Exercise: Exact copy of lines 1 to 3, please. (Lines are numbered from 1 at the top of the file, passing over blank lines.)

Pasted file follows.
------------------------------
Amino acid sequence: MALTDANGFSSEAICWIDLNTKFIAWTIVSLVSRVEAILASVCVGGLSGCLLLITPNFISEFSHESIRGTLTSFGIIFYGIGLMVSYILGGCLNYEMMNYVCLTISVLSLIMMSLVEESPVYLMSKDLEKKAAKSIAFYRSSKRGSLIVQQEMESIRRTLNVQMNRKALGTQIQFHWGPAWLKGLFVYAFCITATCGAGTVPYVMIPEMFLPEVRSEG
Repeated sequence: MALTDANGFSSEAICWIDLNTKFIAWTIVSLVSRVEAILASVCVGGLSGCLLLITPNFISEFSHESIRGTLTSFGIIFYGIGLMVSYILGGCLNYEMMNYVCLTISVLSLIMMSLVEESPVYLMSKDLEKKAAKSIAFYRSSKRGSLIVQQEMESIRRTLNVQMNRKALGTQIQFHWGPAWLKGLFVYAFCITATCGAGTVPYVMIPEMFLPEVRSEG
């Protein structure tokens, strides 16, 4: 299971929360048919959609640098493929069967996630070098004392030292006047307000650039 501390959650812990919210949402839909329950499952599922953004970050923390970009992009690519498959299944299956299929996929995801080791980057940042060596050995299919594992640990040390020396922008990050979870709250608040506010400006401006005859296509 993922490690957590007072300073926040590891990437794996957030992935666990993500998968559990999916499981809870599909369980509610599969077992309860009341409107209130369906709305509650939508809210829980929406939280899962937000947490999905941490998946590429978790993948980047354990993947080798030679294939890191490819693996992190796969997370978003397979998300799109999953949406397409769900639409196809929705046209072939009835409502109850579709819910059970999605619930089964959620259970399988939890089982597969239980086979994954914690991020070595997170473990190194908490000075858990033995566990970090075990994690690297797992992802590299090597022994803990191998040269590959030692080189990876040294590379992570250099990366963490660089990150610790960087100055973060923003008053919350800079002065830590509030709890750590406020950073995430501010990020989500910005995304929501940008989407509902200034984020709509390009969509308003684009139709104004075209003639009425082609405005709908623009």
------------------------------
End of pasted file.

Amino acid sequence: MALTDANGFSSEAICWIDLNTKFIAWTIVSLVSRVEAILASVCVGGLSGCLLLITPNFISEFSHESIRGTLTSFGIIFYGIGLMVSYILGGCLNYEMMNYVCLTISVLSLIMMSLVEESPVYLMSKDLEKKAAKSIAFYRSSKRGSLIVQQEMESIRRTLNVQMNRKALGTQIQFHWGPAWLKGLFVYAFCITATCGAGTVPYVMIPEMFLPEVRSEG
Repeated sequence: MALTDANGFSSEAICWIDLNTKFIAWTIVSLVSRVEAILASVCVGGLSGCLLLITPNFISEFSHESIRGTLTSFGIIFYGIGLMVSYILGGCLNYEMMNYVCLTISVLSLIMMSLVEESPVYLMSKDLEKKAAKSIAFYRSSKRGSLIVQQEMESIRRTLNVQMNRKALGTQIQFHWGPAWLKGLFVYAFCITATCGAGTVPYVMIPEMFLPEVRSEG
């Protein structure tokens, strides 16, 4: 299971929360048919959609640098493929069967996630070098004392030292006047307000650039 501390959650812990919210949402839909329950499952599922953004970050923390970009992009690519498959299944299956299929996929995801080791980057940042060596050995299919594992640990040390020396922008990050979870709250608040506010400006401006005859296509 993922490690957590007072300073926040590891990437794996957030992935666990993500998968559990999916499981809870599909369980509610599969077992309860009341409107209130369906709305509650939508809210829980929406939280899962937000947490999905941490998946590429978790993948980047354990993947080798030679294939890191490819693996992190796969997370978003397979998300799109999953949406397409769900639409196809929705046209072939009835409502109850579709819910059970999605619930089964959620259970399988939890089982597969239980086979994954914690991020070595997170473990190194908490000075858990033995566990970090075990994690690297797992992802590299090597022994803990191998040269590959030692080189990876040294590379992570250099990366963490660089990150610790960087100055973060923003008053919350800079002065830590509030709890750590406020950073995430501010990020989500910005995304929501940008989407509902200034984020709509390009969509308003684009139709104004075209003639009425082609405005709908623009």